JMT: Lyell Canyon to Garnet Lake

JMT: Lyell Canyon to Garnet Lake

Day 4 – 10.8 miles, 1120 ft ascent.

The night was cold. My watch showed 37F when I woke up. But on the upside, my tent and gear were dry, so a significant improvement over the previous night.

I had breakfast and started walking South towards Dohonohue Pass. The meadow was covered in frost after the cold night, making the blue water of Lyell Fork stand out even more as the morning sun hit it.

Lyell Fork in the morning.
Lyell Fork in the morning.
The meadow was covered in frost after a cold night.

I met the hiker couple from the previous day at a bridge crossing the river. They had stayed a bit further down the canyon but had started hiking before me. Their plan was for hiking the JMT in about 10 more days than me, so again we concluded that we probably wouldn’t see each other again, and I continued on.

A little later, I came to a small lake where the trail crossed the outlet. I saw trout in the water and decided to take a short fishing break. The pool just above the trail crossing was reasonably deep and produced a good number of small brook trout. As I was fishing, I waved to the couple as they passed by on their way to the pass.

I stopped to fish at a lake below Donohue Pass.
I stopped to fish at a lake below Donohue Pass.

After crossing the lake outlet, the trail climbed to a smaller lake before getting to the pass. Again, I met the couple, and they said that they had come up with a trail name for me: 3F – Finnish Fishing Friend. I thought it was perfect. The name evolved into triple-F over the trip but stuck with me until the end of the hike.

Looking back at Lyell Canyon over a lake.
Looking back at Lyell Canyon over a lake.

A northbound hiker gave me a tip that I could get around the snowfield on the Northside of the pass by going on the right side of it. The advice turned out to be good, and I got to the top of the pass without walking on snow.

At the top, I took off my shoes and socks to dry them out. There was cell phone signal, so I was finally able to download the topo maps for Guthook and reactivate my Spotify podcast episodes which had expired for some reason the night before.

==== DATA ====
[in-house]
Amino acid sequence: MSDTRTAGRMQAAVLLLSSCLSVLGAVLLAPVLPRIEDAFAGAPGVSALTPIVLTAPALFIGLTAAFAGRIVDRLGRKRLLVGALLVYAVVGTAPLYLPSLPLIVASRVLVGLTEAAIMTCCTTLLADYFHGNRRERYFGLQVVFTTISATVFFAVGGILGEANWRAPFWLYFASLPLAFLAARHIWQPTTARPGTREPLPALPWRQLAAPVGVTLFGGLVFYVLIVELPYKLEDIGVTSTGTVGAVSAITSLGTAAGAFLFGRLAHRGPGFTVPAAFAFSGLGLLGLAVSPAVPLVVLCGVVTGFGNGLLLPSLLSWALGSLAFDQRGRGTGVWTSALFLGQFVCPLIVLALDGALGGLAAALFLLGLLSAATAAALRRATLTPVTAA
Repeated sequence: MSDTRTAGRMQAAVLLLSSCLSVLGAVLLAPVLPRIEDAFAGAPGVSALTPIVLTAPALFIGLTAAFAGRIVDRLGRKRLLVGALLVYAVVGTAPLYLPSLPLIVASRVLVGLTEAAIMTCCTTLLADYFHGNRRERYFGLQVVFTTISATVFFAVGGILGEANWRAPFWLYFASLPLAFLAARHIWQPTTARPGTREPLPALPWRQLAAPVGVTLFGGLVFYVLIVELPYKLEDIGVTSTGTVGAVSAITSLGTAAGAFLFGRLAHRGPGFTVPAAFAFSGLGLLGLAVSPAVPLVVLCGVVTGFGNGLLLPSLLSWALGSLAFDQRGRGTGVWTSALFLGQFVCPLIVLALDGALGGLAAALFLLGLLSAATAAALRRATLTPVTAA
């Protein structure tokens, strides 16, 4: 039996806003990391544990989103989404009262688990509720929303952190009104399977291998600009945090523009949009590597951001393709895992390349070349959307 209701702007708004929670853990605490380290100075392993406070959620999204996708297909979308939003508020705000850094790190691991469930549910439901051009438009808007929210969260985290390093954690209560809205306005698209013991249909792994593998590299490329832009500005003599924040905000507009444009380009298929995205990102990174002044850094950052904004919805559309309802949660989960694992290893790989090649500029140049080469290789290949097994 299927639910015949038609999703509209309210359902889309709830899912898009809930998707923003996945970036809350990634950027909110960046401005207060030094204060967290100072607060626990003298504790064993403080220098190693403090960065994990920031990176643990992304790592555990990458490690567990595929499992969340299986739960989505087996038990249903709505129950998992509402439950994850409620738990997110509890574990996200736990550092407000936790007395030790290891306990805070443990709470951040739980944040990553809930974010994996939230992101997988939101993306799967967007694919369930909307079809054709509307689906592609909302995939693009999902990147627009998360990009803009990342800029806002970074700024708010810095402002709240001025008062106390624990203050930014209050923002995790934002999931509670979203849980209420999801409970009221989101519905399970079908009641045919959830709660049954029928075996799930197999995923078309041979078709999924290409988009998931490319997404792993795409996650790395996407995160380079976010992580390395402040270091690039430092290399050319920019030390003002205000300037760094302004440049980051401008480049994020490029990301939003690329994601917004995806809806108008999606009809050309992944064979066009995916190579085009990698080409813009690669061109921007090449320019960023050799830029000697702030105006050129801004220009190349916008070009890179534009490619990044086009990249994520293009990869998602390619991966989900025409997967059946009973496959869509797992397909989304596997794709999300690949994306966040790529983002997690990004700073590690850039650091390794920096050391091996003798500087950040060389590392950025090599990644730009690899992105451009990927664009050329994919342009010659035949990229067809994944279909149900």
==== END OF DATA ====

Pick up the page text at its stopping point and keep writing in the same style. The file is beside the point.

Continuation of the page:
The views from Donohue Pass were spectacular.
The views from Donohue Pass were spectacular.

The Southside of Donohue pass was spectacular. The barren rocky landscape of the pass gave way for rugged alpine meadows with meandering, crystal-clear brooks, and small pine trees. The contrast with the bright blue sky made the views feel almost unreal. The mosquitoes were there to remind me it was real.

Beautiful alpine meadows on the South side of Donohue.
Beautiful alpine meadows on the South side of Donohue.

Shortly after Donohue, the trail started climbing to the second pass of the day: Island Pass. This time, the climb was barely noticeable, and it was difficult to tell when I was actually at the top of the pass. But the pretty meadows continued, so I didn’t care.

Island Pass.
Island Pass.

After descending from Island pass, I could start seeing glimpses of Thousand Island Lake. I had heard of the lake from many PCT and JMT hikers as one of the most beautiful lakes on the trail.

The lake is dotted with small rocky islands and surrounded by brushy vegetation and pines. Again, the resemblance to the Finnish outer archipelago was astounding as long as I disregarded the mountains.

Thousand Island Lake.
Thousand Island Lake.
Rocky islands in Thousand Island Lake.
Rocky islands in Thousand Island Lake.

I stopped for an hour or so at Thousand Island Lake, taking a swim and then laying in the sun to dry off. The water was still frigid (the lake was still frozen just a couple of weeks earlier), and the wind was not helping. But laying on the warm granite shielded from the wind made for an enjoyable afternoon nap.

A decent sized rainbow trout from the outlet of Thousand Island Lake.
A decent sized rainbow trout from the outlet of Thousand Island Lake.

I stopped to fish at the outlet as I was heading out from Thousand Island Lake. The outlet made an S-curve just before the bridge, and there was a deep pool where I could see fish rising to feed on insects. I caught a few very decent size rainbows, considering the high alpine location. It was still early for dinner, so I didn’t keep any of them. Instead, I continued on towards Garnet lake.

There were a few snow patches on the small climb up from the lake, and I had to check my map to make sure I was on the right track before going too far. On the way to Garnet Lake, there was a smaller lake, Ruby Lake, that was surrounded by sheer cliffs on the other side. The water was exceptionally blue in the afternoon light, accented by the lingering snow on the opposite shore. There were a few beautiful campsites near the lake, but I wanted to continue on to Garnet.

Ruby Lake.
Ruby Lake.

When I got to Garnet Lake, a few groups were setting up camp just outside the camping restriction zone, close to the trail. I wanted to find a nicer camp spot, but the shore was very steep and rocky. After 15 minutes of searching, I managed to find a decent campsite high over the lake with a nearby cliff where I could watch the sunset and eat dinner.

Garnet Lake.
Garnet Lake.

I got into camp much later this day, so I only had time to eat some dinner and sit for a while before it got dark. But I didn’t mind. I was well tired out from hiking and sunshine and fell asleep quickly.

Garnet Lake Sunset.
Garnet Lake Sunset.

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